• NBC doesn't renew the television deal, and the package offered by the Versus network makes it clear that remaining independent will mean a lot less $$$ than joining a conference and sharing in their TV deal. Should the Irish join a conference? If so, which? Why that one?

I think that the U should stick it to the man on this one and preserve it’s independence, holding tradition over bigger bucks. This school has the unique capability of scheduling a big game every week, and if it wants to continue earning money without NBC, all it needs to do is kick ass against good teams week in and week out. Good football will always find its way onto TV... (Besides, we had something like a 25% return on our endowment fund last year… why do we need money?)
  • Over time, Notre Dame becomes the football peer of Duke and Syracuse, lucky to win four games a year, rarely posting a winning season. What should the University do? Drop football? Join a conference (or a lesser conference)? Drop down to Div-IA (the FCS Division)? Schedule 12 cupcakes each season?

    I we absolutely become unable to win games for decades at a time, I would have to agree with OC and join the Ivy league. I’d much obtain wins by competing against top academic institutions than by attacking the MAC, Sunbelt, and Mountain West (SDSU) on a consistent basis to post wins.

    The Indiana legislature has been taken over by a coalition of tee totaling, non-violent religious groups that outlaw both beer and football, and the University is forced to end the football program. To which college football team do you switch your allegiance, and why?
    I would never be able to root for the in state Buckeyes, and seeing as Ohio (especially the norther part) is pretty void of football power, I would have to turn to my neighboring states. Michigan and Indiana are full of rivals, so they're out of the question. In Pennsylvania, I would probably have to side with Penn State over Pitt. The school is full of (up until recently) generally positive tradition, and I would still get to butt heads with my in-state friends once a year.

  • 4. While on campus on a football Saturday you stop by the Knights of Columbus building to get your traditional steak and gristle sandwich. You also take the opportunity to pop inside the building to use the restroom before following the band over to the stadium. While waiting in line for the bathroom and watching the endlessly running Rudy on the K of C television you make the acquaintance of an older gentleman with a beard. He's rather short, but very energetic for his obviously advanced age. You allow him to cut in line in front of you. When he comes out of the restroom, obviously relieved, he thanks you and then steps in really close to you and whispers in your ear. "I'll grant you two wishes. The first - Notre Dame will beat any team you choose for the next ten seasons. The second, the Irish will also lose for ten straight years to any team you name. Quick now, what two teams will they be?!" You blurt out your two answers, and he disappears into the crowd. What two teams did you pick, and why?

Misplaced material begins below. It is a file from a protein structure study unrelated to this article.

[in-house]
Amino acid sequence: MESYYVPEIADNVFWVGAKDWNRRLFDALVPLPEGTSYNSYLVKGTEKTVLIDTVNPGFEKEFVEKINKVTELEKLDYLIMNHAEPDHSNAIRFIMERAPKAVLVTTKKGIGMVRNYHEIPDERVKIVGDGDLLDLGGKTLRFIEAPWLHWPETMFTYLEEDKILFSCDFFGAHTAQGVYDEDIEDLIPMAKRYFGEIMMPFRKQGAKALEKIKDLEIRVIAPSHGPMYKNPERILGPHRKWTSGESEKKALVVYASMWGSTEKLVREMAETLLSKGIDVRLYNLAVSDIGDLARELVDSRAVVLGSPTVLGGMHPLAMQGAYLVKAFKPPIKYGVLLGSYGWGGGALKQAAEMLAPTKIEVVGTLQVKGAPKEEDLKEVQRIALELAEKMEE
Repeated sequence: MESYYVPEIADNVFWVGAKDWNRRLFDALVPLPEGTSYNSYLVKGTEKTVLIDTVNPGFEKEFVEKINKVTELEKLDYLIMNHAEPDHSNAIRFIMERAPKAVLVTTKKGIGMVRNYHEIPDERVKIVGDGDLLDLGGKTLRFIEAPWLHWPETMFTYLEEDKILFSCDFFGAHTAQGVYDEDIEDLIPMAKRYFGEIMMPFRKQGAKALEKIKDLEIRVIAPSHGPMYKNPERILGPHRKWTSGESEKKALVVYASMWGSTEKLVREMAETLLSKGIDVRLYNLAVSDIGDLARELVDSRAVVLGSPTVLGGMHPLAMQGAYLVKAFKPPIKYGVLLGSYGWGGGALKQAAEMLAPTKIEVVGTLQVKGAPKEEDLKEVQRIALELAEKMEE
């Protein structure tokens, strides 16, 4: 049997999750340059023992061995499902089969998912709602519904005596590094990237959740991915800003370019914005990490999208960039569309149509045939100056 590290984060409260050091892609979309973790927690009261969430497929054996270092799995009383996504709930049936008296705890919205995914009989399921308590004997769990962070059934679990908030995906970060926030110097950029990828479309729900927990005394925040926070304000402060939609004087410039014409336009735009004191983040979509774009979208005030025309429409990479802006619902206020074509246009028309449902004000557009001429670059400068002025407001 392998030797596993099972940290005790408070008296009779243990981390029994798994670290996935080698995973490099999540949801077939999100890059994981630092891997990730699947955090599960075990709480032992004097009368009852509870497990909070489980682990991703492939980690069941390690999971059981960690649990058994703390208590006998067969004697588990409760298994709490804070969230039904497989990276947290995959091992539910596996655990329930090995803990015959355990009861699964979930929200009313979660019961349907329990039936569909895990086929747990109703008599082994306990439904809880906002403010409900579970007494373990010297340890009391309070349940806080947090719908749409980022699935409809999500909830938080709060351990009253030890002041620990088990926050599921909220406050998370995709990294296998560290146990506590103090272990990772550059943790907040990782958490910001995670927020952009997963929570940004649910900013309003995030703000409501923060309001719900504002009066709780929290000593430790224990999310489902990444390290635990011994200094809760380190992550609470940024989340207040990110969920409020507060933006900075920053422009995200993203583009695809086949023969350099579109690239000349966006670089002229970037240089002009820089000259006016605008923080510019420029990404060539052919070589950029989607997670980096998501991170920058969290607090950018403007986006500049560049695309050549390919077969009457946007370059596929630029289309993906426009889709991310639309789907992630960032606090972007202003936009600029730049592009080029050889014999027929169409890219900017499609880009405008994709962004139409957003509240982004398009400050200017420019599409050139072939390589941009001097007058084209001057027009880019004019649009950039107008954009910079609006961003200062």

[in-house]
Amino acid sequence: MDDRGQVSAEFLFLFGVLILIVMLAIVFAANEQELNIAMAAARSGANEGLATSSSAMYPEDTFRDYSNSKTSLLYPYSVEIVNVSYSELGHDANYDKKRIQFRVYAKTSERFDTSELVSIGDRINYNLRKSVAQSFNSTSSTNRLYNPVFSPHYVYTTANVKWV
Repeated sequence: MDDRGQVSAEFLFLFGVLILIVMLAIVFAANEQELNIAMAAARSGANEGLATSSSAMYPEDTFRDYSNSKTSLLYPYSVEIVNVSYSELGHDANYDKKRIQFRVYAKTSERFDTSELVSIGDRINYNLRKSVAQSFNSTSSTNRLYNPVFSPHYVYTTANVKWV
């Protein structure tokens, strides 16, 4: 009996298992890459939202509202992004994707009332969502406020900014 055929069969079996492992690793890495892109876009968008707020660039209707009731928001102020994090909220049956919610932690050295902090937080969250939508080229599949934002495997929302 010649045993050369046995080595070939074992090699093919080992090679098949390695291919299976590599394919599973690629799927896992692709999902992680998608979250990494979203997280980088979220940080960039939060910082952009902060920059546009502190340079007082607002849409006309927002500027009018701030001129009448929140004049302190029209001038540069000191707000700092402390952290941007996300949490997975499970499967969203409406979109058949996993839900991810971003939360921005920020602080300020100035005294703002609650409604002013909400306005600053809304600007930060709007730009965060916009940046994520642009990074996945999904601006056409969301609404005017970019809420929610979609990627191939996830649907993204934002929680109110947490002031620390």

I have to pick USC for the first part of the question. 5 years of thumping the perennial California powerhouse in So Cal should give us an edge in recruiting that part of the country, and I could perhaps see Pete Carroll actually go crazy.

    After trying to escape the second part of the question by holding my breath until I passed out, I would probably say something like “Oh my!” which the old man may confuse for “Roll Tide,” starting a decade of losses to Saban’s boys in Bama. The end result of this scenario wouldn’t be all that bad though, as ND and Bama could start up an exciting ND / SEC rivalry that would hopefully be entertaining for more than ten years.

    5. I'm a terrible predictor. I'm pretty good at analysis, but I'm no good picking games because I almost always pick the Irish. But we need to get on the record here. Notre Dame has games left against North Carolina, Washington, Pitt, Boston College, Navy, Syracuse, and USC. Pick the winner of each of those seven games. Assign each pick points based upon your level of confidence in the pick. Most confident pick gets a 7, least confident pick gets a 1. Each value 1 through 7 must be used once. A perfect score of all picks correct would be worth a total of 28 points. The member of the Irish Blogger Gathering with the highest point total wins a prize of my choosing at the end of the regular season. In case of a tie, the tiebreaker is the member who has the best overall season based on quantity and quality of posts to their blog from now through the end of the season, as voted by the members of the Gathering.